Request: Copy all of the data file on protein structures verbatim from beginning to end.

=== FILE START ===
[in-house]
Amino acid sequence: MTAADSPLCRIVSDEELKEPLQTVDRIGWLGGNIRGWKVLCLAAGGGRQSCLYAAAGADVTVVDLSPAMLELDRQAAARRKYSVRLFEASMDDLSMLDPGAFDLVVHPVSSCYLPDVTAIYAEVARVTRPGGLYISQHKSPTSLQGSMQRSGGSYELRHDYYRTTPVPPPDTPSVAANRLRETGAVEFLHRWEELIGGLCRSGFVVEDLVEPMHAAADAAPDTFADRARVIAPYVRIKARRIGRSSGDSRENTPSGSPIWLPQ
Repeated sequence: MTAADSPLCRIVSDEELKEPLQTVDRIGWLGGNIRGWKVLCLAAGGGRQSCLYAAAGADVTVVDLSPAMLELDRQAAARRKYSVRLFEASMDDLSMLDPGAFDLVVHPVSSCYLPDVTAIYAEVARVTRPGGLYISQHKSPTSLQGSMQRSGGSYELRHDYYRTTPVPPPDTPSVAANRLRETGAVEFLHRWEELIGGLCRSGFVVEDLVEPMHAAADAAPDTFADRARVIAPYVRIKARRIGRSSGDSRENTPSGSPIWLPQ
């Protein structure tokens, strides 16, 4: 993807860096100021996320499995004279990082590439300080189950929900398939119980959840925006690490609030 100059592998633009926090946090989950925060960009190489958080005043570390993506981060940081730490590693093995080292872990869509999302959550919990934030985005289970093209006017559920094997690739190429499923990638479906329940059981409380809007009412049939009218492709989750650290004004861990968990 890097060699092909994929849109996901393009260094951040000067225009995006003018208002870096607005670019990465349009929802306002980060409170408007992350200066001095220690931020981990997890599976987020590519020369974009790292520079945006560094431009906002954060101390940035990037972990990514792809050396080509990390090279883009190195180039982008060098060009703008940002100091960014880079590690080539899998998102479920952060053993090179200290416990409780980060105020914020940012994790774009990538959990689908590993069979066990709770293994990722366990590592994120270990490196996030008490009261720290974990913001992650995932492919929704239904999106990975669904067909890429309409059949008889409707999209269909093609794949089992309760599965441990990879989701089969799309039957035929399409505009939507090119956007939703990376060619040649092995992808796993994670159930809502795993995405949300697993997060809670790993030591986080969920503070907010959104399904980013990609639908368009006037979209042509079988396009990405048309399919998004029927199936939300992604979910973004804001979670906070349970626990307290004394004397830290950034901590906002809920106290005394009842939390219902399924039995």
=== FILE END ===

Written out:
[in-house]
Amino acid sequence: MTAADSPLCRIVSDEELKEPLQTVDRIGWLGGNIRGWKVLCLAAGGGRQSCLYAAAGADVTVVDLSPAMLELDRQAAARRKYSVRLFEASMDDLSMLDPGAFDLVVHPVSSCYLPDVTAIYAEVARVTRPGGLYISQHKSPTSLQGSMQRSGGSYELRHDYYRTTPVPPPDTPSVAANRLRETGAVEFLHRWEELIGGLCRSGFVVEDLVEPMHAAADAAPDTFADRARVIAPYVRIKARRIGRSSGDSRENTPSGSPIWLPQ
Repeated sequence: MTAADSPLCRIVSDEELKEPLQTVDRIGWLGGNIRGWKVLCLAAGGGRQSCLYAAAGADVTVVDLSPAMLELDRQAAARRKYSVRLFEASMDDLSMLDPGAFDLVVHPVSSCYLPDVTAIYAEVARVTRPGGLYISQHKSPTSLQGSMQRSGGSYELRHDYYRTTPVPPPDTPSVAANRLRETGAVEFLHRWEELIGGLCRSGFVVEDLVEPMHAAADAAPDTFADRARVIAPYVRIKARRIGRSSGDSRENTPSGSPIWLPQ
């Protein structure tokens, strides 16, 4: 993807860096100021996320499995004279990082590439300080189950929900398939119980959840925006690490609030 100059592998633009926090946090989950925060960009190489958080005043570390993506981060940081730490590693093995080292872990869509999302959550919990934030985005289970093209006017559920094997690739190429499923990638479906329940059981409380809007009412049939009218492709989750650290004004861990968990 890097060699092909994929849109996901393009260094951040000067225009995006003018208002870096607005670019990465349009929802306002980060409170408007992350200066001095220690931020981990997890599976987020590519020369974009790292520079945006560094431009906002954060101390940035990037972990990514792809050396080509990390090279883009190195180039982008060098060009703008940002100091960014880079590690080539899998998102479920952060053993090179200290416990409780980060105020914020940012994790774009990538959990689908590993069979066990709770293994990722366990590592994120270990490196996030008490009261720290974990913001992650995932492919929704239904999106990975669904067909890429309409059949008889409707999209269909093609794949089992309760599965441990990879989701089969799309039957035929399409505009939507090119956007939703990376060619040649092995992808796993994670159930809502795993995405949300697993997060809670790993030591986080969920503070907010959104399904980013990609639908368009006037979209042509079988396009990405048309399919998004029927199936939300992604979910973004804001979670906070349970626990307290004394004397830290950034901590906002809920106290005394009842939390219902399924039995």